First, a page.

The Plan looks to the future with a mention of smart inhalers, a technology that could help patients to improve their inhaler use and ultimately deliver better control of the condition they live with. We welcome the widespread adoption of any evidence-based approaches to respiratory diagnosis and management, including non-pharmacological and digital interventions. We could not support a shift in resource from underused but high value treatments such as vaccination, tobacco dependence treatment and pulmonary rehabilitation to ‘the new and shiny’ unless it genuinely helps address low uptake of these effective treatments or where robust evidence shows equivalence to deliver what people living with respiratory disease want.
So, in particular we are pleased to see recommendations that will highlight to healthcare professionals the currently neglected but vital role they have in treating tobacco dependency regardless of whether this is part of a respiratory or other condition pathway.
The Long Term Plan is to be commended for highlighting the need to treat inpatients, those with mental health conditions and pregnant women who smoke. However, as set out in the Ottawa model, quoted in the document, I would like to stress that it is an absolutely essential element to the model that patients identified and treated for tobacco dependency in hospital have their care universally and effectively transferred to the out of hospital services. The Plan would suggest that this care will now be provided within our Primary Care Networks. So we would call for acute trusts taking on the Ottawa model to consider carefully how they will work with the new structures to support their ultimate aim of reducing admissions and helping people to be supported at home.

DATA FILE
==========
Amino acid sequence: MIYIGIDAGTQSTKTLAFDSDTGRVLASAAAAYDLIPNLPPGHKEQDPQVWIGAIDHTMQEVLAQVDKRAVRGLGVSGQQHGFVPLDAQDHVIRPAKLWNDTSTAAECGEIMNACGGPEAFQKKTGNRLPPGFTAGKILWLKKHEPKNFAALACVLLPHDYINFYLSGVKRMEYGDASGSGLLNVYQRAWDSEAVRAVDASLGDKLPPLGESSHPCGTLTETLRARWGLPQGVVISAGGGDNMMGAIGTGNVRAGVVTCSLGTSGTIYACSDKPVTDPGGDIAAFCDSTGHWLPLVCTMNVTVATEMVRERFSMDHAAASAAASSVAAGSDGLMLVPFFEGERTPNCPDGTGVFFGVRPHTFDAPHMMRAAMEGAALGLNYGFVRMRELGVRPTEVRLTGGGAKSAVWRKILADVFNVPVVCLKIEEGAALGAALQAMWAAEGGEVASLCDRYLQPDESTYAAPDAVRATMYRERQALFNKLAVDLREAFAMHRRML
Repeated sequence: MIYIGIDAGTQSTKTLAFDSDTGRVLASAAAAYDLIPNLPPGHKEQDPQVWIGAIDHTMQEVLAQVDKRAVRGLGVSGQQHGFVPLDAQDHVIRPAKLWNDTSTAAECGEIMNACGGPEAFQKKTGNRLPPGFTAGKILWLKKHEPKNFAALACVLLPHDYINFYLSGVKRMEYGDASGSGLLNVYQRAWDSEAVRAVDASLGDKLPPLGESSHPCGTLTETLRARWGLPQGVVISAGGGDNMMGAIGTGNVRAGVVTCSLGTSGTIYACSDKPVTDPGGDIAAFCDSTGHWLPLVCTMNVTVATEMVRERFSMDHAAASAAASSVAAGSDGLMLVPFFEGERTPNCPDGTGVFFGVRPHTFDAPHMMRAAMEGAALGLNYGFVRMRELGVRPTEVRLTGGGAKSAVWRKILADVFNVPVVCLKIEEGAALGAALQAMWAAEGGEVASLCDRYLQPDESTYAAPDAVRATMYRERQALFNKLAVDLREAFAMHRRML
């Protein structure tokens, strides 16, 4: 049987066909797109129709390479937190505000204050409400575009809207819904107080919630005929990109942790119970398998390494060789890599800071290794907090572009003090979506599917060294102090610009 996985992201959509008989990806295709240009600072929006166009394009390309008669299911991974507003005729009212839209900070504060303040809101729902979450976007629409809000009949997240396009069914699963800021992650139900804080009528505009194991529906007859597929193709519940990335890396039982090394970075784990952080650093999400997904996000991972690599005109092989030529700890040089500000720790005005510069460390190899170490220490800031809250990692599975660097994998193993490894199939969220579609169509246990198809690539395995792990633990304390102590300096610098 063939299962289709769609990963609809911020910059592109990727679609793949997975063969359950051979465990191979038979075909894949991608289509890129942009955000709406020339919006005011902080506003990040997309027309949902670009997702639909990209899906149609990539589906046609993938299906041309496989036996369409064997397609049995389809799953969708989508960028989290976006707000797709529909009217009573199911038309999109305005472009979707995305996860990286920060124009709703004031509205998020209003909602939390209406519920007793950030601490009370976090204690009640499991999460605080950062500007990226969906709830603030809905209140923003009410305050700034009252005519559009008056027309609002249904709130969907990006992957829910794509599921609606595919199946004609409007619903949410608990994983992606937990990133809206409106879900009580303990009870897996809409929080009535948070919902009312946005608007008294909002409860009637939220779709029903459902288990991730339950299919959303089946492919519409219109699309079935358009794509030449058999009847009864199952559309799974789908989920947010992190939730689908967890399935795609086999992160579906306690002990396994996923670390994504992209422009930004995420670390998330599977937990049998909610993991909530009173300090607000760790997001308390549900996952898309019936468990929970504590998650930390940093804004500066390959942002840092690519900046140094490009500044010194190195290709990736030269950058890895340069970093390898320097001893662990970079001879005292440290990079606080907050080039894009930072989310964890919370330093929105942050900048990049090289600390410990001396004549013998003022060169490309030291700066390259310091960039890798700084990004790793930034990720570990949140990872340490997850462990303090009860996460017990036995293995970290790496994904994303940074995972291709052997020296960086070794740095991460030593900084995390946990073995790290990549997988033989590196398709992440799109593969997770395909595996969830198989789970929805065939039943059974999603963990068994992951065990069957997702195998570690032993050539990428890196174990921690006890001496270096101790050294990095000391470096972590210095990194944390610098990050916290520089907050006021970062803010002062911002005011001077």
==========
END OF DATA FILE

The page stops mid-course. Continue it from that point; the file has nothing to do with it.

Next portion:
Tobacco dependency is a chronic relapsing condition and PCRS argues it is the job of all healthcare professionals to diagnose and manage it. This is why we recently published a pragmatic guide to diagnosing and managing tobacco dependency. This resource is designed to be used by all healthcare professionals who should be trained to support not only this programme begun for smokers admitted to hospital but also those smokers and their families who we see regularly in general practice.
We welcome the explicit recognition of the need for healthcare organisations and professionals to treat tobacco dependency as a long term condition but this must be in synergy with our hard pressed local authorities who also have a key role to play in attending to this problem. We hear from our members about budget cuts which limit the offer they can provide so we look forward to the Social Care Green Paper, anticipated later this year, to see how health and local authority will be enabled to work better together to achieve the ambitious Smokefree targets we have set ourselves as a nation.
A final point I would like to make as the recent primary care lead for the HQIP/RCP National asthma and COPD audit in Wales, is that in order to achieve the Long Term Plan’s ambition of improving respiratory care, services and clinical outcomes, we need more data. The Wales data has started an innovative programme of improvement in general practice and hospitals but in England we still don’t have a national audit. PCRS will continue to work with HQIP/RCP and NHS England on a plan to implement this much needed work.
In the coming months PCRS, as a diverse health professional membership organisation, looks forward to working with NHSE colleagues in fleshing out the concepts and disseminating implementation plans that have now been set out in the Plan at both a national and local level.